Factors cited by Team SF board members in their discussion included a notable registration decline since the advent of the WOGs in 2006, resources being stretched too thin to support multiple, competing events resulting in "tournament fatigue," a desire to keep a mission focus on sports and culture rather than subsidizing conferences and parties, and Team SF's historic ties to the Gay Games. Organizers of last year's World Outgames in Copenhagen said they were unaware of the resistance to the WOGs or the difficulties they created for LGBT sports organizations. Team SF wants to make Antwerp aware of the situation well in advance.

The Gay Games were born in San Francisco, where the San Francisco Arts & Athletics hosted the first two LGBT quadrennial global sports and cultural festivals in 1982 and 1986. Since then the Games have been held in Vancouver (1990), New York City (1994), Amsterdam (1998), Sydney (2002) and Chicago (2006). This year's Gay Games VIII will be held July 31-Aug. 7 in Cologne, Germany; and the 2014 Gay Games will be held in Cleveland, Ohio.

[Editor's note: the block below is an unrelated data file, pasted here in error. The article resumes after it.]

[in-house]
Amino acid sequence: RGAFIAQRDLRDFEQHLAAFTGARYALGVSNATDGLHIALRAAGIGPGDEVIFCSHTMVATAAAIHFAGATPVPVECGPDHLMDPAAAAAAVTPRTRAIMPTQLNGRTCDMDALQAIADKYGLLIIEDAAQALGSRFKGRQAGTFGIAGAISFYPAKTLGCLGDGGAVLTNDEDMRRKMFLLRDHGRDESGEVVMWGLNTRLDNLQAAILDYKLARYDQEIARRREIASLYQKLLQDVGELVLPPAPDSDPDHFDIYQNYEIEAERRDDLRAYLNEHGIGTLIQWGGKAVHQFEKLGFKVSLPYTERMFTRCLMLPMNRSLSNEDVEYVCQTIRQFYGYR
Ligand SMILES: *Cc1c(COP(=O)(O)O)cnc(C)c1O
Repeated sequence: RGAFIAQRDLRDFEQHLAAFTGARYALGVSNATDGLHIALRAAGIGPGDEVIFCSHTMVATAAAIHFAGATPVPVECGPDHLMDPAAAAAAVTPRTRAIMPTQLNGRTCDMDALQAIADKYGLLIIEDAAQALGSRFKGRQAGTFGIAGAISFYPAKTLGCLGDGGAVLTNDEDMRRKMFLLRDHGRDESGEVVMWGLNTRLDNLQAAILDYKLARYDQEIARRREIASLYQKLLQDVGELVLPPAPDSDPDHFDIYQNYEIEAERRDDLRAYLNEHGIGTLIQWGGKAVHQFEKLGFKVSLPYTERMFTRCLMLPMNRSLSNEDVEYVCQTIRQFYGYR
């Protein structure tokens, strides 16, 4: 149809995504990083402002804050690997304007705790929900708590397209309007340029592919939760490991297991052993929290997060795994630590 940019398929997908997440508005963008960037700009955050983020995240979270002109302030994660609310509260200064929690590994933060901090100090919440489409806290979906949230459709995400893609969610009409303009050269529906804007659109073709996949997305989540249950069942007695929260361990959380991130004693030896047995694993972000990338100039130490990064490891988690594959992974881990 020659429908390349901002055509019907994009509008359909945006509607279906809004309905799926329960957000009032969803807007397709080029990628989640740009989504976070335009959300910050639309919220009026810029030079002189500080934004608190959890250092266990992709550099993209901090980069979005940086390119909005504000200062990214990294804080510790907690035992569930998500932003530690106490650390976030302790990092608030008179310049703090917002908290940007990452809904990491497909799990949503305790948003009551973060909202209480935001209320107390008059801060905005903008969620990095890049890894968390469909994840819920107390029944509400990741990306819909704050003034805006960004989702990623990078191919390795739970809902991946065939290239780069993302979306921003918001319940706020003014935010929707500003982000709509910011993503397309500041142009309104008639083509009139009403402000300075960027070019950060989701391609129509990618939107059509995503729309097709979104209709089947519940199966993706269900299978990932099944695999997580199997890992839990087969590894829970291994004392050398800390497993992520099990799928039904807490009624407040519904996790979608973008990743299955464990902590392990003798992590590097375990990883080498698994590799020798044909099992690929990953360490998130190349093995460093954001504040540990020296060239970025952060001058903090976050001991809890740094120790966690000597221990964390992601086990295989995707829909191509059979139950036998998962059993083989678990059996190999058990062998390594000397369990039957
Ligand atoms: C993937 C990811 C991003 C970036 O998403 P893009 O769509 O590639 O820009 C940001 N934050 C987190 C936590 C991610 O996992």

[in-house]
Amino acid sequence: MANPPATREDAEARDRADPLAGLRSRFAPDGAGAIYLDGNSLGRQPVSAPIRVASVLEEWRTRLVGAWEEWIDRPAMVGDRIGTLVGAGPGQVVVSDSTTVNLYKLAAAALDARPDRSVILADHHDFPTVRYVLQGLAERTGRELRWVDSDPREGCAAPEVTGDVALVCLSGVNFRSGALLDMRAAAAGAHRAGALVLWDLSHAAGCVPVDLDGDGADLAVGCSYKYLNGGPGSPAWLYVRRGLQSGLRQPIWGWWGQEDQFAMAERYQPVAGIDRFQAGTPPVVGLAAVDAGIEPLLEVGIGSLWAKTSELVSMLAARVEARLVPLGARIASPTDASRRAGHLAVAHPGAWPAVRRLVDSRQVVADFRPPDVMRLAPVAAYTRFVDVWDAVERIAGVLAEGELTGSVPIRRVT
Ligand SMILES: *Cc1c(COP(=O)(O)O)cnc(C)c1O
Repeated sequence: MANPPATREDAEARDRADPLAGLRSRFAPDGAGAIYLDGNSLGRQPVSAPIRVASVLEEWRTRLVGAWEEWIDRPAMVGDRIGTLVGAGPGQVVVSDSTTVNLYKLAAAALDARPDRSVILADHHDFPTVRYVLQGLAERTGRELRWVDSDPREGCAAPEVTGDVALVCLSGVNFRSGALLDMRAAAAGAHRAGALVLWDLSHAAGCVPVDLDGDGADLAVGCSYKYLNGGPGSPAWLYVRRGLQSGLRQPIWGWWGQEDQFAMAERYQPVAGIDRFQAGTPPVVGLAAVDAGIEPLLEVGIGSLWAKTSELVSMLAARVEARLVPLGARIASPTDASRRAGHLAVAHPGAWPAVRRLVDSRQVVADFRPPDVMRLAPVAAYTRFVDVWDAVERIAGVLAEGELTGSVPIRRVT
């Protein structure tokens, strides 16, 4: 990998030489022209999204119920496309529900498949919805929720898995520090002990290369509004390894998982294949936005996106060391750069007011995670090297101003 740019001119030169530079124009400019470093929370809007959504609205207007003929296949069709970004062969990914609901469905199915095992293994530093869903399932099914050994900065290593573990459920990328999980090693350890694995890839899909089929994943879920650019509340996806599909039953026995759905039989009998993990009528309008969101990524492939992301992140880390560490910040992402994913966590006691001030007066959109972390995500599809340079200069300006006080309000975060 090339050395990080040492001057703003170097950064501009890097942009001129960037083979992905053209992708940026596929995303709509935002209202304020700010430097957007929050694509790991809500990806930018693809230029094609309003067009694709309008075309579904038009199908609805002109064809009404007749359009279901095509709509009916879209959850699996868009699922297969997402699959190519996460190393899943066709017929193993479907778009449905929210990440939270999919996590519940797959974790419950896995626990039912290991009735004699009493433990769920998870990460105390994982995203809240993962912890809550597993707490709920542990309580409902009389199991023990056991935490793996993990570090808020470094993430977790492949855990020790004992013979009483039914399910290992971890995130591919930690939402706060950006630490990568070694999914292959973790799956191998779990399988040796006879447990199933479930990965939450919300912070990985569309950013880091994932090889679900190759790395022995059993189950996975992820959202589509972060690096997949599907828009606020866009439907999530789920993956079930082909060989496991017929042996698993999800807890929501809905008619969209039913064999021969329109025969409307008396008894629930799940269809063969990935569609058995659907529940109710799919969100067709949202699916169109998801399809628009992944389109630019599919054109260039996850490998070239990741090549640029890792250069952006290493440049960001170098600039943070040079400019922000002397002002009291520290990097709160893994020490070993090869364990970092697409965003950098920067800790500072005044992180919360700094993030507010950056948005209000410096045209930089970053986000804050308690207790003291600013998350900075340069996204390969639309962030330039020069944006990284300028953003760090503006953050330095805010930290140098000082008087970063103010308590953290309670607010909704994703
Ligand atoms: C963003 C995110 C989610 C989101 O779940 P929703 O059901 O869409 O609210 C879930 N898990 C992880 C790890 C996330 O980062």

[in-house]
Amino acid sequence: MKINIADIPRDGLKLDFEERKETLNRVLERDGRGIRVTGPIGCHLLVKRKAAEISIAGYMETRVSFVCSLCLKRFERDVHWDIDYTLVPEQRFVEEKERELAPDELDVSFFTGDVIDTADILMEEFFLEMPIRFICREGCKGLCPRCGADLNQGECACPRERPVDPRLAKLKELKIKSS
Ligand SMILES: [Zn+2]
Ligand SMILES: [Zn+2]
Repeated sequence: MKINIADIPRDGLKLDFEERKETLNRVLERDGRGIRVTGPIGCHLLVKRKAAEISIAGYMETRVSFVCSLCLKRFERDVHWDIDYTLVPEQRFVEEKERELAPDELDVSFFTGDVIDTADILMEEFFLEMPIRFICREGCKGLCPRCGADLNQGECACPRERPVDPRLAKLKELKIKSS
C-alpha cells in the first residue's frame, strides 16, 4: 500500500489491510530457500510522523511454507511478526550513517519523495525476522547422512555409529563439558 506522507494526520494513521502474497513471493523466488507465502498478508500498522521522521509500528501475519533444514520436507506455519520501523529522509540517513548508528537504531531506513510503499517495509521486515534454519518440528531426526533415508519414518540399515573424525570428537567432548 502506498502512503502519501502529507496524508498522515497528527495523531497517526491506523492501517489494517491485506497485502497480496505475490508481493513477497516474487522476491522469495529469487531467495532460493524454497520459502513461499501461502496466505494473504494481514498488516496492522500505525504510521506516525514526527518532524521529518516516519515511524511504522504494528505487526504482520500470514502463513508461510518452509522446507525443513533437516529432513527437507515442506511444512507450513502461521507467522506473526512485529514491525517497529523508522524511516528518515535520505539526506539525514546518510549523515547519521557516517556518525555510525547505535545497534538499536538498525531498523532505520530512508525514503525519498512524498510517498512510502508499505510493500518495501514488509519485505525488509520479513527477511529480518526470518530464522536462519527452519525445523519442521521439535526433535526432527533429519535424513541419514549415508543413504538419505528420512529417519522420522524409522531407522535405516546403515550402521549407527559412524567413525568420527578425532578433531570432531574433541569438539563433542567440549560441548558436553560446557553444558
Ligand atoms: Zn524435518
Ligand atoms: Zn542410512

When the decision was made by San Francisco Arts & Athletics to take the Games out of San Francisco under the newly created Federation of Gay Games, Team SF was formed with a mission to support Bay Area athletes going to the Games, and that historical connection shows in past registration numbers.

Team SF board member Gene Dermody, who has served the FGG as a president, sports officer and technical officer, said, "In every Gay Games since Vancouver 1990, the absolute Gay Games registration has reflected huge San Francisco Bay Area support. Team San Francisco has been one of the first and strongest supporters of the FGG, often supplying crucial leadership, including about a dozen Team SF leaders who moved onto FGG leadership roles. I analyzed all of the registration databases from Vancouver on, and categorically, Bay Area registration has been anywhere from 10 percent to 15 percent of the total registration. This is a sizeable representation, and illustrates the power of Team San Francisco in promoting events."